Tuesday, May 21, 2013
Mike Michaud maintains a comfortable lead in the race for Maine's 2nd Congressional District, according to a new poll.
Staff photo by Joe Phelan Senate President Kevin Raye, R-Rerry, left, and Speaker of the House Robert Nutting, R-Oakland, hold a news conference in the State House in Augusta to announce a plan to close an $83 million gap at the Department of Health and Human Services by eliminating MaineCare coverage for 19 and 20 year olds and by changing eligibility guidelines for a senior citizen prescription drug program that will result in 1,500 fewer elderly Mainers qualifying for the program. The budget, which is expected to be voted out by Republican members of the Appropriations Committee today, also proposes to reduce the income tax on pensions and cut income taxes paid by those in the military. Democrats are not expected to support the budget. Nutting said Gov. Paul LePage will need to review it once it is passed next week by the full Legislature, but he's hopeful legislative Republicans have reached consensus with the governor.
Staff photo by Joe Phelan
On Thursday, the Maine People's Resource Center released the results from its latest survey of Maine voters, which showed Michaud leading Republican challenger Kevin Raye, 56 percent to 37 percent. The results were similar to the center's April poll, which showed Michaud leading 53 percent to 37 percent.
The three-point increase for Michaud could be partly explained by a slight decrease in undecided voters as the Nov. 6 election looms. In April, 10 percent of those polled were undecided, compared to 7 percent in the most recent study.
Michaud campaign spokesman Dan Cashman acknowledged the positive news Thursday but stressed the five-term incumbent isn't planning to coast on the latest results.
"Polling is great, but we don't put a lot of stock in it," Cashman said. "It's a long race between now and November and we want to make sure people know about Mike's record, his successes as they go to the polls on Election Day.
"That said, we are confident that voters know what he's done for Mainers during his time in Congress."
Cashman cited Michaud's work for veterans' health care, small business, manufacturing and a recent stop at the New Balance factory in Norridgewock with U.S. Trade Representative Ron Kirk.
Raye's campaign consultant Kathie Summers-Grice said the news is encouraging for the challenger, because the political affiliations of the people who were polled in the center's survey are out of step with the makeup of voters in the 2nd District, particularly with independent voters.
The Maine People's Resource Center, which is affiliated with the liberal advocacy group the Maine People's Alliance, polled 410 registered voters in the 2nd District between Sept. 15 and 17; 41 percent were Democrats, 34 percent were Republicans and 24 percent were unenrolled or "other" voters. The 2nd District's 450,000 registered voters are 30 percent Democrat, 29 percent Republican and 40 percent unenrolled or other, according to data from the Department of the Secretary of State.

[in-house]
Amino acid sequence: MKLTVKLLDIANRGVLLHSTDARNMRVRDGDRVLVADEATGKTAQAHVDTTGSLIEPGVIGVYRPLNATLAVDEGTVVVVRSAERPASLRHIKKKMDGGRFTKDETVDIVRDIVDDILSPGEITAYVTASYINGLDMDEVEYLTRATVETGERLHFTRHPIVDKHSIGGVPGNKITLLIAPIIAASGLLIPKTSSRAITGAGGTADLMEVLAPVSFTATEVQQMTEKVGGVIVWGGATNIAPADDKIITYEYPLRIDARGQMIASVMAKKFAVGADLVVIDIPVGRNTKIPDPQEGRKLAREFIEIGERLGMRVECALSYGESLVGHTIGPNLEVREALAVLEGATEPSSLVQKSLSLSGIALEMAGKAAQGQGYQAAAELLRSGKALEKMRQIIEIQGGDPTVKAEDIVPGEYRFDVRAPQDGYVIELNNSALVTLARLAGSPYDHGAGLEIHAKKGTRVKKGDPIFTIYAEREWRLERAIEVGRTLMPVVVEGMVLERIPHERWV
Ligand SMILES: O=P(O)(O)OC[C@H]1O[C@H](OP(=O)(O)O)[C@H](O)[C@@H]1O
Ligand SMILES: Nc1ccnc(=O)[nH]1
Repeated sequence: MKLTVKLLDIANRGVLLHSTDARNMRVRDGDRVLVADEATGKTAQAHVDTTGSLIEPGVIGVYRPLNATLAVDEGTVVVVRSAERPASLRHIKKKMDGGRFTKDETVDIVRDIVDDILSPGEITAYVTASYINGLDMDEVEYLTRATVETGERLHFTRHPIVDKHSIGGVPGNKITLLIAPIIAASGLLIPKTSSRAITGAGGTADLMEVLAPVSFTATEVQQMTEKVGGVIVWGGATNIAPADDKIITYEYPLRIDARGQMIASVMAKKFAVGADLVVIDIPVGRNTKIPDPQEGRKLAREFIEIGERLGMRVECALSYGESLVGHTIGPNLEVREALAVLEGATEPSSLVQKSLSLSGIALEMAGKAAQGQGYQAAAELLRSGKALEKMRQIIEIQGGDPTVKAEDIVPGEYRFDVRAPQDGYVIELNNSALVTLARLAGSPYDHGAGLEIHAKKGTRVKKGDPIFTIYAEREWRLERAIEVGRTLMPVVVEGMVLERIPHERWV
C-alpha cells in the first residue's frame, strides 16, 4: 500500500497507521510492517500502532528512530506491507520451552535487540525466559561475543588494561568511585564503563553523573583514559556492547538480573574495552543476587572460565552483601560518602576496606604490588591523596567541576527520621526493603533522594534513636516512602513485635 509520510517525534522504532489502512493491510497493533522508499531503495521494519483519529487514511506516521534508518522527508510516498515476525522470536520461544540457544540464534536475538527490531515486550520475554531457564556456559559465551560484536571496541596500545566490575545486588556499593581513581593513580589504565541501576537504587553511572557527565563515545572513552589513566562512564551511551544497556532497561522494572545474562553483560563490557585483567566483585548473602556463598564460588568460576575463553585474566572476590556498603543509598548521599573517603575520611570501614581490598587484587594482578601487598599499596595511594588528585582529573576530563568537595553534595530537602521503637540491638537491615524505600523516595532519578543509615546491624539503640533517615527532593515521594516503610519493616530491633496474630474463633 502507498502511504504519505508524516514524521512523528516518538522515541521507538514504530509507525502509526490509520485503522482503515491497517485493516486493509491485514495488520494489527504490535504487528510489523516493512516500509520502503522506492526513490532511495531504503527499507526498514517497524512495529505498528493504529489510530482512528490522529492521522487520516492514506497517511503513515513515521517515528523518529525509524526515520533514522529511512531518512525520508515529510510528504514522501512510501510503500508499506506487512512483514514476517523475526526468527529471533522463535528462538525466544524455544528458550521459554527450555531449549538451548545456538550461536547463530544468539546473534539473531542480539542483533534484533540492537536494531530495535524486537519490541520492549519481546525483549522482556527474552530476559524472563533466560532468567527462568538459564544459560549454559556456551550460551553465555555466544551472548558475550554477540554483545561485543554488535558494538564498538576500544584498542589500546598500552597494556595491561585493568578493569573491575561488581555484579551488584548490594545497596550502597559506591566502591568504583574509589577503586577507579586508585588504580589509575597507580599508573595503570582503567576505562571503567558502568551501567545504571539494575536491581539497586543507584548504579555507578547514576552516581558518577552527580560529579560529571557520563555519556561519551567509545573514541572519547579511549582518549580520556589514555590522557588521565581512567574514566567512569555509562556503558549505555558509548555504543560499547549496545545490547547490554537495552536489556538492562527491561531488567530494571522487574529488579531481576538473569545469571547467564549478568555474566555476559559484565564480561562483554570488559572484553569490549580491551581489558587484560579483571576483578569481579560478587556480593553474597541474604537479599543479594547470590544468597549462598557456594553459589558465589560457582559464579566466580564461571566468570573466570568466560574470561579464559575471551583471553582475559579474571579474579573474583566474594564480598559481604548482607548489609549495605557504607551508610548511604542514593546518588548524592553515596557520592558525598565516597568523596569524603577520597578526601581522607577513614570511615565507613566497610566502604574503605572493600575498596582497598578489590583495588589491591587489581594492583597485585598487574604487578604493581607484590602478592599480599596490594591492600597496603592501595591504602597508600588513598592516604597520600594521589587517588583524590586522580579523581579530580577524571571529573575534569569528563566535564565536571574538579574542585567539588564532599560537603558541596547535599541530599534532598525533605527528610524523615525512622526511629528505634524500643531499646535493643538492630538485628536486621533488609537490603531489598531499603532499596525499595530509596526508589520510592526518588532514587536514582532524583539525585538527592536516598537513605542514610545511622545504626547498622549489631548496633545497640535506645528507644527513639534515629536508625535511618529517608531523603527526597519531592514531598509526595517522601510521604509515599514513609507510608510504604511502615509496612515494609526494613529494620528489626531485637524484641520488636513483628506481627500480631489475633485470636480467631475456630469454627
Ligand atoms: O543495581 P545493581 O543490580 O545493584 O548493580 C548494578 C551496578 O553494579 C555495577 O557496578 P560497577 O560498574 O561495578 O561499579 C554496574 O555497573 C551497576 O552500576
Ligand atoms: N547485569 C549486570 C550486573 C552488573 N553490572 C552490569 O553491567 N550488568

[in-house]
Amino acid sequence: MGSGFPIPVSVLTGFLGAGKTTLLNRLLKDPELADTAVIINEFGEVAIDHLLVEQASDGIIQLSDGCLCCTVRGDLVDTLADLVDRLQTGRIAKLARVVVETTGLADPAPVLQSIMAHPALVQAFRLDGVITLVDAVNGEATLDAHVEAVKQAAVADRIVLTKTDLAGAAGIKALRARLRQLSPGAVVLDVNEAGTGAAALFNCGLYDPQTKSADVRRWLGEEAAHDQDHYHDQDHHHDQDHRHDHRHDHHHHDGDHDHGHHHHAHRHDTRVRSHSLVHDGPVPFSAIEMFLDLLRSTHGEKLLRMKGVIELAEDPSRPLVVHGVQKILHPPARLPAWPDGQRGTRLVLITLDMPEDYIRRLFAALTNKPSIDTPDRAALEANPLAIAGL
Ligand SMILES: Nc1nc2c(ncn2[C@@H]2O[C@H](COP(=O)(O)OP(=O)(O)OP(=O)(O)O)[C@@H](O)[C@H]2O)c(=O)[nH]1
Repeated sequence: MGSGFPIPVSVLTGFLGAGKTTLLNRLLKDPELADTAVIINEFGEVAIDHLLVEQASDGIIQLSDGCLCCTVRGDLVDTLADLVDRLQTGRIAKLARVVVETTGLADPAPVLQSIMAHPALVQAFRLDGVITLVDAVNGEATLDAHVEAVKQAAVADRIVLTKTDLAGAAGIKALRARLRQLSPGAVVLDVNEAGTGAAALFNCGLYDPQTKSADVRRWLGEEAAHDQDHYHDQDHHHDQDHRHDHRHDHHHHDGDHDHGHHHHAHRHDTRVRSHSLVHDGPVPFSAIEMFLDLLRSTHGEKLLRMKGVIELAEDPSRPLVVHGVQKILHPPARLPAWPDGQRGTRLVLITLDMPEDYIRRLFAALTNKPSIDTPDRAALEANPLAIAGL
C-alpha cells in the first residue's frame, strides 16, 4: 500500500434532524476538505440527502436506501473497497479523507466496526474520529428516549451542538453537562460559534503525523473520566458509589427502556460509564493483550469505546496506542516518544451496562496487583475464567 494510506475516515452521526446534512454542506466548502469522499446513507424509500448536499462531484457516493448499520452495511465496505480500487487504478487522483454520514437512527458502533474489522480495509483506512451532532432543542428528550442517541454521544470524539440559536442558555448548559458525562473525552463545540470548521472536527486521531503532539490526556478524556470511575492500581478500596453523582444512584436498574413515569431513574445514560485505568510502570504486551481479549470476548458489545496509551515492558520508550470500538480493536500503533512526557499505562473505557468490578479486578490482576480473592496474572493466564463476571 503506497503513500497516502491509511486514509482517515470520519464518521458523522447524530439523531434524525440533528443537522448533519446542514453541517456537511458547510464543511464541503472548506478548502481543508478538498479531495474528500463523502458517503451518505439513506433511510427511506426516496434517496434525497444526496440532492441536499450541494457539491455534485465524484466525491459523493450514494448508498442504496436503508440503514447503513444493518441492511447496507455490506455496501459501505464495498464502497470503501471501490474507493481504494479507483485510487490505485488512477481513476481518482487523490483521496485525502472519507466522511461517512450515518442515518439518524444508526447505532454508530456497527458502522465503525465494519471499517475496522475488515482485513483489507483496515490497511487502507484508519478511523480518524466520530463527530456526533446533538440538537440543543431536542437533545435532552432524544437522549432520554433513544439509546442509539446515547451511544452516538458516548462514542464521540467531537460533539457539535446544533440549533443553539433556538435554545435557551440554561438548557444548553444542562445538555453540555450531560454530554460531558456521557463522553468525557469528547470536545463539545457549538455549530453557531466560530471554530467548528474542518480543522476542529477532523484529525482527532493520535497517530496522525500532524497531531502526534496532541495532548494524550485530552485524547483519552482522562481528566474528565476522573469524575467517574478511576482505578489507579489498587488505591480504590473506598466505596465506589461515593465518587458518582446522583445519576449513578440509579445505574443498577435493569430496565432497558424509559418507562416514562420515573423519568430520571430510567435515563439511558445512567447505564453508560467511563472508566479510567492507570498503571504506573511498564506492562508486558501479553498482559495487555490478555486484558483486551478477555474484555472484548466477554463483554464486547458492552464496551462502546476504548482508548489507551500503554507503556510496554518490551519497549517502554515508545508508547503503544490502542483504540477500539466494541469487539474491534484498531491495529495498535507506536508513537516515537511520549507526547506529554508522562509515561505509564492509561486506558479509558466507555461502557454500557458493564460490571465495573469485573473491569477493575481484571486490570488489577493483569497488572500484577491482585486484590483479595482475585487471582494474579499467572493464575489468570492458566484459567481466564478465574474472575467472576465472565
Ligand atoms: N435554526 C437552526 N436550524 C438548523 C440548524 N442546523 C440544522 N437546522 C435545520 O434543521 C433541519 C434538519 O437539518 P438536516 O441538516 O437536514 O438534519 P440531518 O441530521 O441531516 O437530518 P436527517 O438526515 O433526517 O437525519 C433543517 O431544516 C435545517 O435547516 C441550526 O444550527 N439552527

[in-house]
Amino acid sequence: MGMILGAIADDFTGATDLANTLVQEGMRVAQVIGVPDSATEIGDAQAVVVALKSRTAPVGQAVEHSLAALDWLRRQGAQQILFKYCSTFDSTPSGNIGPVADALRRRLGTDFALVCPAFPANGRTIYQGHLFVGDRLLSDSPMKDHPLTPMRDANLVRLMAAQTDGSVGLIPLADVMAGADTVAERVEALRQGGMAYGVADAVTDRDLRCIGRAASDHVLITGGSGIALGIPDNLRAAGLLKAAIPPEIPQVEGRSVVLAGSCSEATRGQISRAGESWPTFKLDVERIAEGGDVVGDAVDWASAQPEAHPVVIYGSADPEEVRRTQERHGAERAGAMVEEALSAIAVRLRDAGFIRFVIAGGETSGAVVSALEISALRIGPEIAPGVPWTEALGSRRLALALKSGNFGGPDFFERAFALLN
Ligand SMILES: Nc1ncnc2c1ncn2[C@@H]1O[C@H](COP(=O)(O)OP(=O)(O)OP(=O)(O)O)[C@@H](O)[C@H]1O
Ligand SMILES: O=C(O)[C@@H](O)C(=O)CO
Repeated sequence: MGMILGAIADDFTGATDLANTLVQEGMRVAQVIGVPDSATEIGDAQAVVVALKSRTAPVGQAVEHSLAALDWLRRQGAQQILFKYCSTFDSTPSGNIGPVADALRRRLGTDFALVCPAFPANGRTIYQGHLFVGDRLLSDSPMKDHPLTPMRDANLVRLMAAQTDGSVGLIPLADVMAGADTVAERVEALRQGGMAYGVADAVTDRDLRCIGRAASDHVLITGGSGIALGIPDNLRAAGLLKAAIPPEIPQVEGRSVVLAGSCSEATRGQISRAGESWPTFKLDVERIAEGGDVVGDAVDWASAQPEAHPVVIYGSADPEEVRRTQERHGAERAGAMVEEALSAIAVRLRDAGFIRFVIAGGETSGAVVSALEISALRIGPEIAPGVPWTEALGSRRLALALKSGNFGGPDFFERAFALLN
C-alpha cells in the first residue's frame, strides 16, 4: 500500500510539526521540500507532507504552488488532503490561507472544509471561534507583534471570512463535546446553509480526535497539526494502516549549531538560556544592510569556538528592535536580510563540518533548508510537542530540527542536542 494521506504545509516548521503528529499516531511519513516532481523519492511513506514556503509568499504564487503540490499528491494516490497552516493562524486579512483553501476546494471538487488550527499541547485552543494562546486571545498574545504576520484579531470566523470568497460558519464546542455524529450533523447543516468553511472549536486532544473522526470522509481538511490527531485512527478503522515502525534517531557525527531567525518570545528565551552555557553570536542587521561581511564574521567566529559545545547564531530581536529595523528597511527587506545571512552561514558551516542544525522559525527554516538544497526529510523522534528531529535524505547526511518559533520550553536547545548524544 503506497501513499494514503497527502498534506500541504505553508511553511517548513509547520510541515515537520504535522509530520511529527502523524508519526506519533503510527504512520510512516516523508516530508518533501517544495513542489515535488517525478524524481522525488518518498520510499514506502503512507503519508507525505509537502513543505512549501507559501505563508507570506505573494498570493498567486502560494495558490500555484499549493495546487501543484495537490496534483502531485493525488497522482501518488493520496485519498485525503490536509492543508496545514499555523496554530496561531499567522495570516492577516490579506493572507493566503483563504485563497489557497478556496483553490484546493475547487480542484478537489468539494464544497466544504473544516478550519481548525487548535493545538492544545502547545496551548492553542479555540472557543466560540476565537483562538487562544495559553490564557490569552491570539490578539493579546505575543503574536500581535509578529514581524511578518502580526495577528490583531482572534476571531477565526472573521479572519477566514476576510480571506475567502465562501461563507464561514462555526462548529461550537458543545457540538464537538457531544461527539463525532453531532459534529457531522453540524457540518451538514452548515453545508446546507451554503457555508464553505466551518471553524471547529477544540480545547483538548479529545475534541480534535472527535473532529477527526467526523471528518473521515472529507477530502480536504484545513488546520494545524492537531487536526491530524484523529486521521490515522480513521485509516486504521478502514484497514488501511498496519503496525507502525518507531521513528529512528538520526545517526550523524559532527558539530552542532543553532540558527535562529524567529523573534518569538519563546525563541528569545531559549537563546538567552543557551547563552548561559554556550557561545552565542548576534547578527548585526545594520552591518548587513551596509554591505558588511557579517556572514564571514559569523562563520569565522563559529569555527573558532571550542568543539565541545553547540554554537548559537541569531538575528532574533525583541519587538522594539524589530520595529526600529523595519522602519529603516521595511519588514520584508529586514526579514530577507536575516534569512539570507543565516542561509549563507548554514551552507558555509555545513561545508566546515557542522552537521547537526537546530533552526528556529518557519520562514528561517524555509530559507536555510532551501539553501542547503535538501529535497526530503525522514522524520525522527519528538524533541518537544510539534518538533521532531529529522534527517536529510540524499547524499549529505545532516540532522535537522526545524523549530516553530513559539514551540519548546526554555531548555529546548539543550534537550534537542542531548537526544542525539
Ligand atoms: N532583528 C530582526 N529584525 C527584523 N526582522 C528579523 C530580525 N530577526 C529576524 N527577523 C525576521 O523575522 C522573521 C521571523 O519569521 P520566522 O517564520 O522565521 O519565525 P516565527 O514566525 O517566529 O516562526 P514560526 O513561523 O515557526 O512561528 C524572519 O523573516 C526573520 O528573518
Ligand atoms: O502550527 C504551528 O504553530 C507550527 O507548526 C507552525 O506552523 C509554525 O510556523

"In Maine, independent voters are known as being ticket splitters," she said. "To virtually exclude them from the poll and think the poll has any credibility? That's a polling no-no."
Mike Tipping, communications director for the Maine People's Alliance and the Maine People's Resource Center, said he disagrees with Summers-Grice's assessment, saying pollsters are asked which party they identify with rather than how they are registered.
"Raye's campaign doesn't have much to stand on in this case," he said. "No reputable national pollster weights by party ID."
Tipping, who is also a columnist for the Kennebec Journal and Morning Sentinel, said pollsters ask people which party they identify with rather than which party they're registered with. People's affiliations fluctuate, and he cited a recent article by the Pew Research Center -- a national nonpartisan public opinion research organization -- to back his assertion.
"While it would be easy to standardize the distribution of Democrats, Republicans and independents across all of these surveys, this would unquestionably be the wrong thing to do," the Pew article states. "Particularly in an election cycle, the balance of party identification in surveys will ebb and flow with candidate fortunes, as it should, since the candidates themselves are the defining figureheads of those partisan labels. Thus there is no timely independent measure of the partisan balance that polls could use for a baseline adjustment."
Summers-Grice said she doesn't buy Tipping's argument. She agrees that party affiliations fluctuate, but thinks the proportions should still reflect the numbers that appear in the polling booths.
"It's preposterous," she said. "It defies all logic."
Earlier Thursday, Summers-Grice said it's hard to quantify what's important to independent voters at this stage in the race, but said Raye's message as owner of a small business and support of business and agriculture is gaining traction.
"We're right where we want to be," she said. "We've said all along that Mike Michaud is vulnerable."
The Portland-based Maine People's Resource Center is a nonprofit organization with the goal of "teaching everyday people the skills to participate in the decision-making processes that affect their daily lives," according to its website.
Ben McCanna -- 861-9239